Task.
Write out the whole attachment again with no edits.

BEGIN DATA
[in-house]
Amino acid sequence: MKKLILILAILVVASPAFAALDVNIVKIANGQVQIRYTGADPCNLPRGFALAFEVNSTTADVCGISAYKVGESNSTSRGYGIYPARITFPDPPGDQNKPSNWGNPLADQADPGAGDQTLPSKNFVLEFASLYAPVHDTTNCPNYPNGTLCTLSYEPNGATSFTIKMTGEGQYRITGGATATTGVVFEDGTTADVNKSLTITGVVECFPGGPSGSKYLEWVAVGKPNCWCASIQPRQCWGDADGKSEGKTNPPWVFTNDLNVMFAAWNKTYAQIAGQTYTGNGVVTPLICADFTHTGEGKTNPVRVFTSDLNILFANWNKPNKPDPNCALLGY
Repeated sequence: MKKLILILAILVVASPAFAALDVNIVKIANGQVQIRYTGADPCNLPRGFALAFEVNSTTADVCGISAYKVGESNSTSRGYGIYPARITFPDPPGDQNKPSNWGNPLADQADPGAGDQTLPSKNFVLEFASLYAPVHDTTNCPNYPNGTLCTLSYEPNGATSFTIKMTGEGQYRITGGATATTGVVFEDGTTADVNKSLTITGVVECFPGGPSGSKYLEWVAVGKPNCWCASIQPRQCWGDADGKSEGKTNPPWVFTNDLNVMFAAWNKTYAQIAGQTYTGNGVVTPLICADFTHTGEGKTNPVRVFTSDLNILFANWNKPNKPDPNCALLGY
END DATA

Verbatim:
[in-house]
Amino acid sequence: MKKLILILAILVVASPAFAALDVNIVKIANGQVQIRYTGADPCNLPRGFALAFEVNSTTADVCGISAYKVGESNSTSRGYGIYPARITFPDPPGDQNKPSNWGNPLADQADPGAGDQTLPSKNFVLEFASLYAPVHDTTNCPNYPNGTLCTLSYEPNGATSFTIKMTGEGQYRITGGATATTGVVFEDGTTADVNKSLTITGVVECFPGGPSGSKYLEWVAVGKPNCWCASIQPRQCWGDADGKSEGKTNPPWVFTNDLNVMFAAWNKTYAQIAGQTYTGNGVVTPLICADFTHTGEGKTNPVRVFTSDLNILFANWNKPNKPDPNCALLGY
Repeated sequence: MKKLILILAILVVASPAFAALDVNIVKIANGQVQIRYTGADPCNLPRGFALAFEVNSTTADVCGISAYKVGESNSTSRGYGIYPARITFPDPPGDQNKPSNWGNPLADQADPGAGDQTLPSKNFVLEFASLYAPVHDTTNCPNYPNGTLCTLSYEPNGATSFTIKMTGEGQYRITGGATATTGVVFEDGTTADVNKSLTITGVVECFPGGPSGSKYLEWVAVGKPNCWCASIQPRQCWGDADGKSEGKTNPPWVFTNDLNVMFAAWNKTYAQIAGQTYTGNGVVTPLICADFTHTGEGKTNPVRVFTSDLNILFANWNKPNKPDPNCALLGY